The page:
Down

Machine Wash. Down garments can be machine washed on a delicate cycle or hand washed using warm water and a mild soap. Special down soaps are available, but not necessary. Do not use enzyme pre-soak products or enzyme detergents.

In hard water areas, use a non-precipitating water softener, i.e. Calgon, in the rinse cycle to prevent soap film and curd from depositing on the down. Rinse thoroughly. Residue build up will cause down to clump, loosing loft and insulating properties.

Down garments are extremely heavy when wet. Support them to prevent tears caused by strain. Also, do not wring or twist garments to remove excess moisture.

Automatic Drying. Down garments can be tumble dried on a medium setting and a gentle cycle. Add two or three bath towels to the drum to absorb moisture and a pair of tennis shoes to break up clumps of wet down.

Down requires several cycles to thoroughly dry. If not dry, mildew may develop. Do not be concerned about over-drying down. Down naturally retains 11-13% moisture which it re-absorbs from the air if overdried.

Line drying of down requires special care. Dry outdoors on warm, sunny, dry days. Support down garments by draping over several lines to distribute the weight. Occasionally fluff the garment to separate wet clumps of down pods.

Drycleaning of down garments should be done professionally. Thoroughly air drycleaned items before use. Residual fumes from solvents may cause illness or death. Take down garments to a reputable dry cleaner. Do not clean at coin operated establishments.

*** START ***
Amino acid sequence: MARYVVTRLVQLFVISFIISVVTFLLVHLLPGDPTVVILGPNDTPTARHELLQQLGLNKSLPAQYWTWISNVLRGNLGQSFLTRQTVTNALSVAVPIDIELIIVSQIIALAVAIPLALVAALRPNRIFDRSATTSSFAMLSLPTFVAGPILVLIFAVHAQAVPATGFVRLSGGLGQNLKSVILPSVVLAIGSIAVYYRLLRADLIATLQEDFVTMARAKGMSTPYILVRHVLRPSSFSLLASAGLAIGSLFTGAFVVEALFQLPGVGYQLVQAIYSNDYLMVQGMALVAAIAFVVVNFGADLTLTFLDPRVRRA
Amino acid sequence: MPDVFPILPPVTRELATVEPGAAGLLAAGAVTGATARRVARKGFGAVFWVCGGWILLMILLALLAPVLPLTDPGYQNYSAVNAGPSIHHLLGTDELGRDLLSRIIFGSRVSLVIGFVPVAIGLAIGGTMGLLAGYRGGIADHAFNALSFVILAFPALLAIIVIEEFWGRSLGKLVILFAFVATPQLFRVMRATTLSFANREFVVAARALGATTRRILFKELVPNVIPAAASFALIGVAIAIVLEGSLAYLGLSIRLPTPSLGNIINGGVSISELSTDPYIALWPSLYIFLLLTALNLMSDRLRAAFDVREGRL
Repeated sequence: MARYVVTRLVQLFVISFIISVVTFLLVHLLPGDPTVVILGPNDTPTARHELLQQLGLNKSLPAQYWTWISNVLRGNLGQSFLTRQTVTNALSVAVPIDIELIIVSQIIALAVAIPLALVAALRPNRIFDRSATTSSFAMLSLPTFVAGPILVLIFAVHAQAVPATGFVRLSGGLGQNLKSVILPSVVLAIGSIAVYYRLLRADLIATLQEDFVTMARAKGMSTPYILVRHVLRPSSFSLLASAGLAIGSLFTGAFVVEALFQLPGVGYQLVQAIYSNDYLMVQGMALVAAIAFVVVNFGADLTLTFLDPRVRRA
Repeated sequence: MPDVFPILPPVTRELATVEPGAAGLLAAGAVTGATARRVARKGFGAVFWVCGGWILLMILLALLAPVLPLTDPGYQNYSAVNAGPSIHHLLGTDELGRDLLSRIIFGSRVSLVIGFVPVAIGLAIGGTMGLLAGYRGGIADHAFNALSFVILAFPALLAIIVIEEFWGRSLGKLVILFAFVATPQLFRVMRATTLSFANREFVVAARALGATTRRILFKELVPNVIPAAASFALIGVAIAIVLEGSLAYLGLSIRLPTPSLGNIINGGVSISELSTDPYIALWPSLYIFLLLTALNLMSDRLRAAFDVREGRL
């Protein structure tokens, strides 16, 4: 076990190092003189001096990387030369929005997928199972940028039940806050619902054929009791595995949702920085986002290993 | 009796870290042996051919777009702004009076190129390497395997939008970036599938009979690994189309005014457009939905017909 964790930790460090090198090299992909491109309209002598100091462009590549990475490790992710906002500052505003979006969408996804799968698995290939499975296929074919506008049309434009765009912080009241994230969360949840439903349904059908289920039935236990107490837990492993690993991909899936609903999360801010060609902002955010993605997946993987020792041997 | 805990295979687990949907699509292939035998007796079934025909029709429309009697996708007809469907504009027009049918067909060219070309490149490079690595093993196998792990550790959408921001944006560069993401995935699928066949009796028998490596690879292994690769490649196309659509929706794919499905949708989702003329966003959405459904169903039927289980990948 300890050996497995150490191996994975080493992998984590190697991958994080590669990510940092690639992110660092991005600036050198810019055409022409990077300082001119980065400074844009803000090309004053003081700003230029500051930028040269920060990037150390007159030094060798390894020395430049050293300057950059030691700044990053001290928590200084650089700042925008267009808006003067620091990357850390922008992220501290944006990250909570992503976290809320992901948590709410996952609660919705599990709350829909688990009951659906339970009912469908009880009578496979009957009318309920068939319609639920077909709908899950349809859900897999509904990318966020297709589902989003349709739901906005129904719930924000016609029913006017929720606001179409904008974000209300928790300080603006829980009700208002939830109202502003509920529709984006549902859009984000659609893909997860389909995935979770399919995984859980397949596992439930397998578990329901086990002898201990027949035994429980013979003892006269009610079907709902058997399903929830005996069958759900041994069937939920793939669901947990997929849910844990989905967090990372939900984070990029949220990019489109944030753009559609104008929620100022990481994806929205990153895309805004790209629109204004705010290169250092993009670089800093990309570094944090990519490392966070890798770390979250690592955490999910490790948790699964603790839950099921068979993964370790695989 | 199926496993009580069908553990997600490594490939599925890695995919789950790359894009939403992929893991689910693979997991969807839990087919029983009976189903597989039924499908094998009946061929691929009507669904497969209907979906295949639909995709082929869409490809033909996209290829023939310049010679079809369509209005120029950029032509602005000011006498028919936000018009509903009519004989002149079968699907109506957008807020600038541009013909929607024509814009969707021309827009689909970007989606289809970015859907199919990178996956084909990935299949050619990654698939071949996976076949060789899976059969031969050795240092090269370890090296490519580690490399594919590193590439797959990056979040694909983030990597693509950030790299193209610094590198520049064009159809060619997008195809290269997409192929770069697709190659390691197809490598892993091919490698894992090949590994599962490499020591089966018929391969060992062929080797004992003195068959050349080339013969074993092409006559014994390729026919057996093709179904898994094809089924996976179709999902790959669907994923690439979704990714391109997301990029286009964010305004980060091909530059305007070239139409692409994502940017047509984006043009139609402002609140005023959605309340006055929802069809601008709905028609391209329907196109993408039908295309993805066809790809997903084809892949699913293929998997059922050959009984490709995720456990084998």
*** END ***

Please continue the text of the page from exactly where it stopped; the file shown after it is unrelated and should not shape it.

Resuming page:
General care of down requires some effort to retain loft. In storage, do not stuff or flatten out unnecessarily. Fluff up before use to increase loft. If down should start to work out of the outside fabric, pull it from the wrong side and work it back in. Once a hole is formed, additional pods work through to the outside.

Polyester Fiberfill

Polyester fiberfill insulations are usually machine washable and dryable. Use a delicate cycle and warm wash temperature. Thoroughly rinse to remove soap or detergent residue. Adding a non-precipitating water softener to the rinse water will reduce detergent build up. Close zippers before washing to reduce possible abrasion damage.

Synthetic fiberfills dry quickly in automatic dryers. Use permanent press settings.

Check manufacturers' care recommendations for dry cleaning. Some polyester fiberfills (i.e., Hollofil
) contain a waxlike finish which will be removed by drycleaning solutions.

Trade names are used for educational purposes only and with the understanding that no discrimination is intended nor endorsement implied.

The information found on the pages in this section are provided by Ohio State University for educational purposes.  Apparel Search is not associated in anyway with Ohio State University.  Apparel Search is simply providing viewers of the fashion industry with easy access to the helpful educational material that has been developed by Ohio State University.  Please visit the Ohio State University web site to learn more about the wonderful educational opportunities that they provide.